Gordon Jackson (Ian) is famous for playing Hudson on Upstairs, Downstairs, and was also a major character in The Great Escape. James Copeland (Roberton) appeared in the Second Doctor story, The Krotons. John Lucarotti, who wrote the episode, also wrote three stories for Doctor Who, all historical adventures with the First Doctor: Marco Polo, The Aztecs (one of my favorites) and The Massacre of St. Bartholomew’s Eve.
The Master Minds
There’s a lot to like in The Master Minds, including the sort of loopy plot we come to expect from this show, in which a country club full of geniuses are all hypnotized to brainstorm solutions for how to commit complex crimes of espionage. Emma Peel’s genius is highlighted–she’s definitely meant to be smarter than Steed–and helps to provide the best line of dialogue (when she talks about the the results of their IQ tests, she says about Steed’s score that it is, “Roughly the same but that’s hardly surprising since I also did your papers for you.”) There’s a lot of silliness with Emma bouncing on a trampoline like a toddler, and there’s an extremely surreal bit while she fights the big bad of the story behind a rear-projection screen which is showing military footage that begins to run backward.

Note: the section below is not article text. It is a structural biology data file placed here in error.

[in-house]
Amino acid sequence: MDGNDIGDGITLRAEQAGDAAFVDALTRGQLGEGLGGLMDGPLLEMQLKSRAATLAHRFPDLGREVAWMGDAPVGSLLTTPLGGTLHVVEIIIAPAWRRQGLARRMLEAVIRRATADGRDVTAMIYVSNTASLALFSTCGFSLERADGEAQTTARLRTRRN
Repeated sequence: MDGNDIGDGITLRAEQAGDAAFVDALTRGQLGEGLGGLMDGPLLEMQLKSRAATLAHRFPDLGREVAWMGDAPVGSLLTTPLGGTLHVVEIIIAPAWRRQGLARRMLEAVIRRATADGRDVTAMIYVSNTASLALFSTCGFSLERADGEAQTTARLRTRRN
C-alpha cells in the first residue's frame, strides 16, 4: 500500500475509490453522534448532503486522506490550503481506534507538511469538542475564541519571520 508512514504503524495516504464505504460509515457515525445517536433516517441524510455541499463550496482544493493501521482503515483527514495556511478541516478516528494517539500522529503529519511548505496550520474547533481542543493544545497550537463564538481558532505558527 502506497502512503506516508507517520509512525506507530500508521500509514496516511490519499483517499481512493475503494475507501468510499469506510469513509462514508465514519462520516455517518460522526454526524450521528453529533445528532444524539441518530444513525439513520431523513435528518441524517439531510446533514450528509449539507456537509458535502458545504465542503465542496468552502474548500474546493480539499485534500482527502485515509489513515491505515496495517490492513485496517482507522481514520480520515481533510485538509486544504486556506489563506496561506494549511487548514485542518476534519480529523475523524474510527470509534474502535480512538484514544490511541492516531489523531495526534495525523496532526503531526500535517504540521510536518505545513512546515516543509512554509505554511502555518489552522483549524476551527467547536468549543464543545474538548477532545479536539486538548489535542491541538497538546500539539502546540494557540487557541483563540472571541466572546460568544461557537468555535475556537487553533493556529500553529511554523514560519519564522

But for all this typically outrageous material, The Master Minds actually has a harder espionage vibe going on than any other episode of the show I’ve watched. Steed, for the most part, is far more grave and serious than we usually see him. His scenes with the psychiatrist Dr. Campbell are a particular highlight, and demonstrate an intensity we don’t often get to see. In the midst of the levity, this darker tone maintains through the story, especially with the bit where it appears that Emma is about to kill Steed (even though that turns out to be a ruse).